Would your kids love their own backyard clubhouse? Chances are they would! Kids love to have their own space and what better way to give it to them than with a clubhouse? This article looks at some ways to bring a clubhouse right into the backyard.
There are two ways to get that clubhouse. Buy a kit or build from scratch. Each method has it pros and cons and each method can be compared to the other so parents can make the best decision.
Buying a Clubhouse Kit:
When you purchase a clubhouse kit, you are basically buying a house in a box. Buying a kit allows homeowners with limited time and building skills to get very nice clubhouses at affordable prices. The cost of a kit will depend on the size of the clubhouse, the materials used for the clubhouse, and any special features.
The size of kit clubhouse can vary from a simple six foot by six foot square room to an elaborate type clubhouse that mimics a real house with separate rooms with a front porch. As you might imagine, the more elaborate a clubhouse is the more complex the assembly will be.
The average clubhouse kit usually comes as either wood or plastic. Plastic kits are very easy to assemble and are sturdy as long as the assembly instructions are followed. Wood kits require a bit more skill in assembling, but even these are pre-cut and fairly easy to assemble. The species of wood that is used for the clubhouse will have a direct effect on the cost. More expensive types of wood, cedar and oak, will cost more than pressure treated pine.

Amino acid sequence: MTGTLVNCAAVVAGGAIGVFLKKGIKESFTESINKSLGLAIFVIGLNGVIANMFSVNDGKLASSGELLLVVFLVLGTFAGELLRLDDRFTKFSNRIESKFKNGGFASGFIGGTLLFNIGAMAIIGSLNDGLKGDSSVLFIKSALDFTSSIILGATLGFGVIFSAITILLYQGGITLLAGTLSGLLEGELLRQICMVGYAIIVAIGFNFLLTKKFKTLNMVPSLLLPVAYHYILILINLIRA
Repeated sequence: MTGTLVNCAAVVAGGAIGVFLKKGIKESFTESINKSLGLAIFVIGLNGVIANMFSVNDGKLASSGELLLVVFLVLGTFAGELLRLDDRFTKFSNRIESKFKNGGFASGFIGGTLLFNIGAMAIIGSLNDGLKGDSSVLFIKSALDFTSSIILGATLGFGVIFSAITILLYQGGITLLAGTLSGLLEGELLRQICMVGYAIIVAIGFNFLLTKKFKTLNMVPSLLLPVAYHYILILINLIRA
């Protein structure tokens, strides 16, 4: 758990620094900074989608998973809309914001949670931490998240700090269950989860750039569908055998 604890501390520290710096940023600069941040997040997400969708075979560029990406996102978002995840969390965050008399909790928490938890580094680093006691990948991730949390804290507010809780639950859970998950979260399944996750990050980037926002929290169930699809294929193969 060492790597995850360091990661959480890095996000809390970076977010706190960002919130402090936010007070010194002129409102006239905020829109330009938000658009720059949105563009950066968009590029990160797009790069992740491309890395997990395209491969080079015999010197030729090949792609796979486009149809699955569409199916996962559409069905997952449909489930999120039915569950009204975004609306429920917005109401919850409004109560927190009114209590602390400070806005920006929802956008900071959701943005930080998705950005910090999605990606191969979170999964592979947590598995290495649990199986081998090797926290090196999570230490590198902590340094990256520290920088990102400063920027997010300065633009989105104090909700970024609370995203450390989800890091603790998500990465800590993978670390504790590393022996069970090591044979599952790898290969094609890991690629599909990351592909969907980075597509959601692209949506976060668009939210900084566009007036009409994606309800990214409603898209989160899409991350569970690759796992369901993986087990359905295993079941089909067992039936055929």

You can find kits that offer special features as well. These often include things like a singled roof, front porch, screened areas, and realistic windows that slide open and close. Of course, the more of these special features you choose in your kit, the more expensive it will be.
Build From Scratch:
The second way to get a kid's clubhouse is to buy some plans online and build it yourself. Parents might be amazed at the variety of plans that are available for backyard clubhouses. Blueprints are available for many different sizes of clubhouse as well as various designs of clubhouses.
One of the major benefits to buying plans and building from scratch is that you have a much wider variety to choose from. You can find clubhouses that look like gingerbread houses or log cabins. You can find clubhouse plans that resemble miniature Victorian homes to something straight out of the Old West.
The most apparent disadvantage to building from plans is that the homeowner is required to get all of the materials and to then build the structure according to the instructions. This will require cutting and fitting and many other carpentry skills.
A good way to get around this problem is to contact a local contractor who may be able to help you get your plans off of paper and into the backyard.
No matter which method you choose, a backyard clubhouse will bring years of fun and pleasure to your kids.